The French government has declared an agricultural disaster after an unusual early spring frost damaged crops and vines across the country.
Agriculture minister Julien Denormandie said Thursday that the cold snap with below-zero temperatures this week had been "particularly difficult" for the sector with "significant losses" registered.
"We are completely mobilised so that the accompanying measures can be put in place as quickly as possible," he told Franceinfo public radio.
"Specifically, we will implement a regime of agricultural disaster," saying tax breaks could be envisaged as well as help from banks and insurance companies.
A dark week
He described the situation as "quite exceptional", with vineyards hit but also other crops like beet and rapeseed in regions spanning the north of the country to the southeast.
Below-freezing temperatures in the Drome and Ardèche regions of central southern France have led to fruit farmers losing up to 90 percent of their apricot and peach harvest.
The CNIV national winemakers’ association warned the situation is “one of the most serious in recent decades" and will cut production this year.
"We already know that we will have a very low harvest in 2021," said Jean-Marie Barillere, head of the CEEV, a European wine trade group.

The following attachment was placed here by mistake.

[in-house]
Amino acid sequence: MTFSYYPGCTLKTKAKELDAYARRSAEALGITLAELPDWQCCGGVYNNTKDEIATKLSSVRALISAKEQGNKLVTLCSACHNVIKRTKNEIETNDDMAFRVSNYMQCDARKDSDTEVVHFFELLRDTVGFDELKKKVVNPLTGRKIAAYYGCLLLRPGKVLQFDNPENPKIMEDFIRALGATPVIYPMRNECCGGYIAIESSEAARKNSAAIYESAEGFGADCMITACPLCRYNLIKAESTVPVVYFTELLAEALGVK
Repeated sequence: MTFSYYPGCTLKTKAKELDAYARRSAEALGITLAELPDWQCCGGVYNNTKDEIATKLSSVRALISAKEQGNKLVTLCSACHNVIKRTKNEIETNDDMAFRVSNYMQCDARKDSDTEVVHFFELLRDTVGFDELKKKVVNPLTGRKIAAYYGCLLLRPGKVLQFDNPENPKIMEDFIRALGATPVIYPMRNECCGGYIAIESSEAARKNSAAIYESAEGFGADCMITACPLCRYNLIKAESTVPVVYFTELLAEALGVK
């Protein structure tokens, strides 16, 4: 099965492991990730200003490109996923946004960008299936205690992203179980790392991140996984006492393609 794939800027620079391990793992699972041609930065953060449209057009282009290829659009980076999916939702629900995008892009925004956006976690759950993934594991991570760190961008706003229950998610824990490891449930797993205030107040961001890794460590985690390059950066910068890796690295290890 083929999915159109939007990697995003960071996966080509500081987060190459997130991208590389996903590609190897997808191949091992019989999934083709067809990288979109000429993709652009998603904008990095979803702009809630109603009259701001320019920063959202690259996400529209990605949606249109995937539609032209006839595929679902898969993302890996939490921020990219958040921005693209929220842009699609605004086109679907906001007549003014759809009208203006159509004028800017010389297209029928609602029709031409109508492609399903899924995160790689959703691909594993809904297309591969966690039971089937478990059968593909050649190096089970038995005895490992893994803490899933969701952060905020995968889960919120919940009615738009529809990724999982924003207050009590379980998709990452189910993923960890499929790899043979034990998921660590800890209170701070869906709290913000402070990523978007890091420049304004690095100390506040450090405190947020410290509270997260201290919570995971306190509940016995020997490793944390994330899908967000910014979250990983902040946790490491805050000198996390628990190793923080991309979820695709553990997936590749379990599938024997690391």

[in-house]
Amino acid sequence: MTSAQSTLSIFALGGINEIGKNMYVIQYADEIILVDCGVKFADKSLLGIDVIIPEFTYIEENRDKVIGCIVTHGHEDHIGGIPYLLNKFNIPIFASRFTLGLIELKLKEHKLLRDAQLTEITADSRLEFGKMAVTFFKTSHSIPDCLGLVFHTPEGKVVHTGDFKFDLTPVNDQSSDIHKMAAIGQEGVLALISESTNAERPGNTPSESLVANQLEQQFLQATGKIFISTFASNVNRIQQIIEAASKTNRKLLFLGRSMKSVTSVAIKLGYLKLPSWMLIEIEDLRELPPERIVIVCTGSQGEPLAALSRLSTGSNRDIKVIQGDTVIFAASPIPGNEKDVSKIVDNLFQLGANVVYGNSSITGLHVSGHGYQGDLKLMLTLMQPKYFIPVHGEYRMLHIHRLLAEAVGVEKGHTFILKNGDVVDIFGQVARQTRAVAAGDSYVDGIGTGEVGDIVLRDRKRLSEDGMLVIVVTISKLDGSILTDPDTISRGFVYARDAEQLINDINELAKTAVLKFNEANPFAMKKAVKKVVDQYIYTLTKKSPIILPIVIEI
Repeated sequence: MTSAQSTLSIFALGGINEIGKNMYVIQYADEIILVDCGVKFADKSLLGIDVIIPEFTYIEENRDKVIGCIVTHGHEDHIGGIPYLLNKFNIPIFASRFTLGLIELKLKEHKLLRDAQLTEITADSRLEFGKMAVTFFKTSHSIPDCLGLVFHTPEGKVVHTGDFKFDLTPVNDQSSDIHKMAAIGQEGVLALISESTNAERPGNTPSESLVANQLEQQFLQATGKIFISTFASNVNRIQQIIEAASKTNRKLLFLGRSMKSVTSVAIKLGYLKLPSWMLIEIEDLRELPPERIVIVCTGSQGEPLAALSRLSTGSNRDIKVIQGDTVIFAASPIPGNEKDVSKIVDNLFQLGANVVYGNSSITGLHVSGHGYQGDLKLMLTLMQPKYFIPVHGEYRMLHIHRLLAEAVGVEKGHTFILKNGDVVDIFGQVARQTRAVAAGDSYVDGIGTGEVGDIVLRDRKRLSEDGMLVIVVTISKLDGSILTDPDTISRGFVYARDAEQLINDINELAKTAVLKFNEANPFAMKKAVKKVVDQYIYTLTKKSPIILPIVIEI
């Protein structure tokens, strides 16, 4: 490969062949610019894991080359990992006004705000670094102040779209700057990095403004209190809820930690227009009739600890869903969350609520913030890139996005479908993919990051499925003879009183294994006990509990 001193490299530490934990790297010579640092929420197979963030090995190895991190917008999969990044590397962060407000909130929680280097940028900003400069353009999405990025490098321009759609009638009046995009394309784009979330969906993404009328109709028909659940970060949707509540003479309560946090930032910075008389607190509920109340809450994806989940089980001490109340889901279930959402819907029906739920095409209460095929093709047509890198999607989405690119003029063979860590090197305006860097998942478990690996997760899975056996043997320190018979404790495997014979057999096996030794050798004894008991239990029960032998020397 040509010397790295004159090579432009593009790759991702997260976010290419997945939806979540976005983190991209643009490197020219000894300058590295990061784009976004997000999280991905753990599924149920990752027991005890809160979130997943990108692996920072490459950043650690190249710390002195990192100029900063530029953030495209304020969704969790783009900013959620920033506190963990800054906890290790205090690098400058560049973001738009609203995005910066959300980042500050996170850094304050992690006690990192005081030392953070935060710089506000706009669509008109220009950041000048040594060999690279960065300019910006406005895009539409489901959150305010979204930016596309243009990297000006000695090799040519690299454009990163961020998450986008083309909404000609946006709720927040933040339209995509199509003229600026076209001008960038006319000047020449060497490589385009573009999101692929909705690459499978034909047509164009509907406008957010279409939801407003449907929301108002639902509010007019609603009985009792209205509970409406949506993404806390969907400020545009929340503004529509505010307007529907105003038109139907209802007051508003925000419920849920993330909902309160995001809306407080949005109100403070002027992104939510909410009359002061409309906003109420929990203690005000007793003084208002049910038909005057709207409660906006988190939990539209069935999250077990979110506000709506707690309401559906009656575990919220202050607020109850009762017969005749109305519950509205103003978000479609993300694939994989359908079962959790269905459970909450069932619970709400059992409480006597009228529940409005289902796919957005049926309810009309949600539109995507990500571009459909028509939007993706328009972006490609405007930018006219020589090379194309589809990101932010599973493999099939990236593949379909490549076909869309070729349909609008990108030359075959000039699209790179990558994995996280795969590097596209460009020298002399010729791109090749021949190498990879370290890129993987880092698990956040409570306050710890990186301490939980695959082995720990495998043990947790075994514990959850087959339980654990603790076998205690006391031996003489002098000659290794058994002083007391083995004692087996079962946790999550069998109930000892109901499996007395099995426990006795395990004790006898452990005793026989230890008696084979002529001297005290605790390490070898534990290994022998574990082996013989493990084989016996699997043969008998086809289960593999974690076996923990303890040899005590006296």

The frost has "affected 80 percent of French vineyards", he said. "Arborists and wine growers have just suffered a dark week."
In a bid to ward off the frost, French winemakers lit thousands of small fires which caused a layer of smog in the southeast of the country.
The practice of lighting fires or candles near vines or fruit trees to prevent the formation of frost is a long-standing technique used in early spring when the first green shoots are vulnerable to the cold.
Whole hillsides look as if they are ablaze.
Regional air quality monitoring body Atmo Auvergne-Rhone-Alpes issued a warning about the fire-induced fine-particle pollution in the southeast region which includes the city of Lyon where a layer of smog was visible on Thursday.
Some winegrowers and fruit farmers also use wind machines to keep frost from setting in.
Others use water sprinklers, allowing a fine coating hitting sub-zero temperatures as the ice acts like a mini-igloo.
This year's two-night cold snap could be particularly damaging for winemakers and other fruit farmers because the freezing temperatures came after a week of unseasonably warm weather.
In the wine heartland around Bordeaux, producers' body CIVB warned that it was "certain the spring frost will severely affect the harvesting volumes in 2021".
Winegrowers and farmers told AFP of their desperation as they inspected the damage on Thursday morning after a second night of trying to keep the ice at bay.
"We worked on the main hillside and burned straw bales and piles of wood to try to save what we could," said winemaker Remy Nodin from Saint-Peray in the Ardeche region of southeast France.
"The aim was to create a blanket of smoke so that when the sun came up it didn't burn the vines because of the humidity," he added.
"We watered, we heated, nothing worked," said Stephane Leyronas, a kiwi grower, in the nearby Aubenas area.
"I used a flamethrower and lit more than 700 small fires which didn't even last the night," he added.